Helpful tip: Rainbow Islands' original main BGM, which heavily cribbed from Wizard of Oz's "Over the Rainbow", has been altered or otherwise censored in a variety of different ways over the last 30+ years, and this version is no exception: for this release, ez-Zuntata composer Yukiharu Urita adapted the legally-distinct soundalike BGM from Taito's NES version for the YM2151 sound chip of the arcade version, producing what should hopefully be a lasting and acceptable compromise.


Yokai Tantei Chima Chima (PC-8801)

  • Platform: Nintendo Switch (worldwide)
  • Price: $6.49 / ¥880
  • Publisher: D4 Enterprise / Bothtec

What's this? An arcade-style top-down action game with a sp0o0o0oky motif, originally developed by hobbyist devs Alex Bros. and published as one of the winning entries in a programming contest held by fledgling publisher Bothtec in 1984; the original version was produced for Sony's SMC-777 microcomputer, with ports to Sharp X1, Fujitsu FM-7, MSX (published in Europe as Chima Chima Private Eye) and PC-6601 and PC-8801. The player is tasked with saving an idol kidnapped by monsters, which is achieved through the use of a projectile that can be manually steered around the stage and remotely detonated, causing a Bomberman-esque cross explosion, with the caveat that steering your projectile will also move your character, forcing you to make sure you don't accidentally trap or kill your character while trying to aim an attack.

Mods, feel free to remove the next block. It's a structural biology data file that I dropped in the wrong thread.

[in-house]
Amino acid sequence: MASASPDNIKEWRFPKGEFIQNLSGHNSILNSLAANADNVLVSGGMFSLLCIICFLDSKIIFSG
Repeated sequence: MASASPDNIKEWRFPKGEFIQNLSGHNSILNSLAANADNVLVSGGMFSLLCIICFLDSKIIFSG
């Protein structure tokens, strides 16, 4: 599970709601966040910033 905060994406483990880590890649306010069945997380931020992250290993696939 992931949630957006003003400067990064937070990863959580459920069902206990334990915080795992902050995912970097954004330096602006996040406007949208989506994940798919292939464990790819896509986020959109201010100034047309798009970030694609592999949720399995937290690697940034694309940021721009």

Why should I care? Of all the versions they could've published, it's a shame they picked this specific version — it does have some added mechanics, but the movement is much choppier than almost every other version — but the performance is just competent enough to allow the simple arcade-y mechanics to shine, while they last.

Useless fact: This game lets you toggle between a "Japanese version" and a "Western version", which changes the sprite set to Japanese-style graves and yokai or western-style tombstones and monsters, respectively; the game itself plays exactly the same, so go ahead and pick whichever version you find most appealing.


Jaleco Super Tennis ~Heroines Cup~

  • Platform: Nintendo Switch (Japan)
  • Price: ¥800
  • Publisher: G-MODE / City Connection